Known as the “beating heart” of the Arab World, Syria has held high geographic and political importance in the Middle East and has been the battlefield of superpowers for centuries. Since the outbreak of the “Arab Spring,” its central role has been reinforced by its civil war, one of the longest and bloodiest conflicts since World War II, causing significant humanitarian disaster.
With American power diminishing and European power in the region emerging, Europe has begun to exert its impact on Syria, and this book analyzes the diplomatic policies of European countries on Syria from the perspective of Chinese scholars. Starting with a review of the European Union’s policies in the Middle East and North Africa as a whole, the authors analyze the Syrian policies of France, the United Kingdom and Germany, the three most influential and representative countries on the European continent. The authors argue that the favoured “humanitarian intervention” concept failed to achieve the expected results, increased the bloodiness of the Syrian civil war and undermined the European Union’s advantage in the region.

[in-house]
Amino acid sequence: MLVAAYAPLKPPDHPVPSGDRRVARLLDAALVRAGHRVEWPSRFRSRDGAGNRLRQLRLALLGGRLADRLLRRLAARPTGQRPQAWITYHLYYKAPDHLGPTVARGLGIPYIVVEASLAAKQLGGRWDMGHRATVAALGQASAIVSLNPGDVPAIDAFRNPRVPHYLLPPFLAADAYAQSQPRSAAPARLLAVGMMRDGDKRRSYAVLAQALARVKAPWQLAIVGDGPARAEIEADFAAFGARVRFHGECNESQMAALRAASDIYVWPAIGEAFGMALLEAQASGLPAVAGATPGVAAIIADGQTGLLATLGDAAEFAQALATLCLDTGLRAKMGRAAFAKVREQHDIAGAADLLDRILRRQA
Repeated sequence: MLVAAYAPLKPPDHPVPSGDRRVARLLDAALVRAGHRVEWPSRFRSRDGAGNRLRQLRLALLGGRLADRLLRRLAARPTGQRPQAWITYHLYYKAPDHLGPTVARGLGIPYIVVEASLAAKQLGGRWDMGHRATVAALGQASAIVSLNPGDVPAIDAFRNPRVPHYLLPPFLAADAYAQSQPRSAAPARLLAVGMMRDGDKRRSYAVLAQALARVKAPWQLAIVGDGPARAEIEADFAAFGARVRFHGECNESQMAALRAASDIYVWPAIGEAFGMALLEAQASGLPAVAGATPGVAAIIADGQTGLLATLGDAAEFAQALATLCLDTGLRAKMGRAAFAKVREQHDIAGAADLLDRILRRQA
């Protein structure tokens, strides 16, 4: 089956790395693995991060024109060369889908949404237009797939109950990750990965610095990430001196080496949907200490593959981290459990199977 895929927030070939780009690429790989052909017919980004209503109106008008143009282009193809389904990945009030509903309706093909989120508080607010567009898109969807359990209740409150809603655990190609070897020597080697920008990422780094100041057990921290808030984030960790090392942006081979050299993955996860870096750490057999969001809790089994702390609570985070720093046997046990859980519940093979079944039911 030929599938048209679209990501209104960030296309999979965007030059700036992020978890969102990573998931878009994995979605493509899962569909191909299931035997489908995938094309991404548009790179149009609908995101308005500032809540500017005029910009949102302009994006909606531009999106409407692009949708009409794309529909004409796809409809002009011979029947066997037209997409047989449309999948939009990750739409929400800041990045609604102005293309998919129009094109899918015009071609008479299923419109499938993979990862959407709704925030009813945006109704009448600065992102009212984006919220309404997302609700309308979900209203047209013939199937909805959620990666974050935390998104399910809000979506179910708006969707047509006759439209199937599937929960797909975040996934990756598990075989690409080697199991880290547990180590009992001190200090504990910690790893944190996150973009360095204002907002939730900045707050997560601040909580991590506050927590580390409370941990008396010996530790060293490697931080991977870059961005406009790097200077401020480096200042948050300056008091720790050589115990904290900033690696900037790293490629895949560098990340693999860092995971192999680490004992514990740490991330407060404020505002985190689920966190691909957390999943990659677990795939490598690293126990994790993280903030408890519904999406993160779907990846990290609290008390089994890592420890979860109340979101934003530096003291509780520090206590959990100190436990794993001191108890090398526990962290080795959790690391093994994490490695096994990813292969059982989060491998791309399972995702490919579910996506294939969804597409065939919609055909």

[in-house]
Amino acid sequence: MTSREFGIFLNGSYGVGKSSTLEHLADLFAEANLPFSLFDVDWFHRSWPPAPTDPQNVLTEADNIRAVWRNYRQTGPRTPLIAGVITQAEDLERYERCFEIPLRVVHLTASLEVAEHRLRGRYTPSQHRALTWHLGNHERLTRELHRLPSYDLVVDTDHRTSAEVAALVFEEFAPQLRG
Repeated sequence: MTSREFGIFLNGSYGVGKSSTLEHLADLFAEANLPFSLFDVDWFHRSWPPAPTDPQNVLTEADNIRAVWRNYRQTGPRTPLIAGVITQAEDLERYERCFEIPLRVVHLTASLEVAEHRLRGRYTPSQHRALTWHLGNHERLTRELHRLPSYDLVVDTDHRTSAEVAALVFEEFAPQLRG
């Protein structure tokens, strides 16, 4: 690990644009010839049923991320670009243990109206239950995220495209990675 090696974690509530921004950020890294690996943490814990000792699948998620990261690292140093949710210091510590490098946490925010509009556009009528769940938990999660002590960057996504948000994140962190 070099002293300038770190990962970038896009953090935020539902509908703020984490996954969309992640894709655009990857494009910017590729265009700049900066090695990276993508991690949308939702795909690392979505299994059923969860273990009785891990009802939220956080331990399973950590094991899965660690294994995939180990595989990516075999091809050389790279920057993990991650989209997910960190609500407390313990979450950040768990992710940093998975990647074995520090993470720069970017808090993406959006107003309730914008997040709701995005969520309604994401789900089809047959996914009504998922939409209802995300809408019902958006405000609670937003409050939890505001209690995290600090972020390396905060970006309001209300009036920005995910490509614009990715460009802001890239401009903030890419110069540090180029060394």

Researchers and students of international relations as well as Middle East Studies will benefit from this volume.